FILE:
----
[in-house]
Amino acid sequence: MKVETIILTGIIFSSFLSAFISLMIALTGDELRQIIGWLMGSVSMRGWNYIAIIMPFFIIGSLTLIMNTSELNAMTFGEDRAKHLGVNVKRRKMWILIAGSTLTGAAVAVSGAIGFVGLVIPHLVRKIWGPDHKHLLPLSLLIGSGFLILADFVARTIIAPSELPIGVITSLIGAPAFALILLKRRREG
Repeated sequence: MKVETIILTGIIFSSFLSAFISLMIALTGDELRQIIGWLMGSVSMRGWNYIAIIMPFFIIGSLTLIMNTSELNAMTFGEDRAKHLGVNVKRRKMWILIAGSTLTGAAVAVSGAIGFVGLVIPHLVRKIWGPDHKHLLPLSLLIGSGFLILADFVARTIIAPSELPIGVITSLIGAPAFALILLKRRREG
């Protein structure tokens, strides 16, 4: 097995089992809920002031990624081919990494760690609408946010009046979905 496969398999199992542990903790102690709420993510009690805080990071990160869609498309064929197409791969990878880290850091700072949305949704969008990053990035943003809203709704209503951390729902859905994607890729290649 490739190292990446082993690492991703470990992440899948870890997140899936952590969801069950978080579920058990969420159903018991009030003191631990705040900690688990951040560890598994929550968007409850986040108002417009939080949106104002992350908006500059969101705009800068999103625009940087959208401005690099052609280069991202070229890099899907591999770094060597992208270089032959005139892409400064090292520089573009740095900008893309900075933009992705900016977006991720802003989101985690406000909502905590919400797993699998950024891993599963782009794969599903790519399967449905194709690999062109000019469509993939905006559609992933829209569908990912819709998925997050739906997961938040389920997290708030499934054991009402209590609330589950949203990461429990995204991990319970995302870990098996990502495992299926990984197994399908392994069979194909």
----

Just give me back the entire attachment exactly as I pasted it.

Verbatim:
[in-house]
Amino acid sequence: MKVETIILTGIIFSSFLSAFISLMIALTGDELRQIIGWLMGSVSMRGWNYIAIIMPFFIIGSLTLIMNTSELNAMTFGEDRAKHLGVNVKRRKMWILIAGSTLTGAAVAVSGAIGFVGLVIPHLVRKIWGPDHKHLLPLSLLIGSGFLILADFVARTIIAPSELPIGVITSLIGAPAFALILLKRRREG
Repeated sequence: MKVETIILTGIIFSSFLSAFISLMIALTGDELRQIIGWLMGSVSMRGWNYIAIIMPFFIIGSLTLIMNTSELNAMTFGEDRAKHLGVNVKRRKMWILIAGSTLTGAAVAVSGAIGFVGLVIPHLVRKIWGPDHKHLLPLSLLIGSGFLILADFVARTIIAPSELPIGVITSLIGAPAFALILLKRRREG
């Protein structure tokens, strides 16, 4: 097995089992809920002031990624081919990494760690609408946010009046979905 496969398999199992542990903790102690709420993510009690805080990071990160869609498309064929197409791969990878880290850091700072949305949704969008990053990035943003809203709704209503951390729902859905994607890729290649 490739190292990446082993690492991703470990992440899948870890997140899936952590969801069950978080579920058990969420159903018991009030003191631990705040900690688990951040560890598994929550968007409850986040108002417009939080949106104002992350908006500059969101705009800068999103625009940087959208401005690099052609280069991202070229890099899907591999770094060597992208270089032959005139892409400064090292520089573009740095900008893309900075933009992705900016977006991720802003989101985690406000909502905590919400797993699998950024891993599963782009794969599903790519399967449905194709690999062109000019469509993939905006559609992933829209569908990912819709998925997050739906997961938040389920997290708030499934054991009402209590609330589950949203990461429990995204991990319970995302870990098996990502495992299926990984197994399908392994069979194909």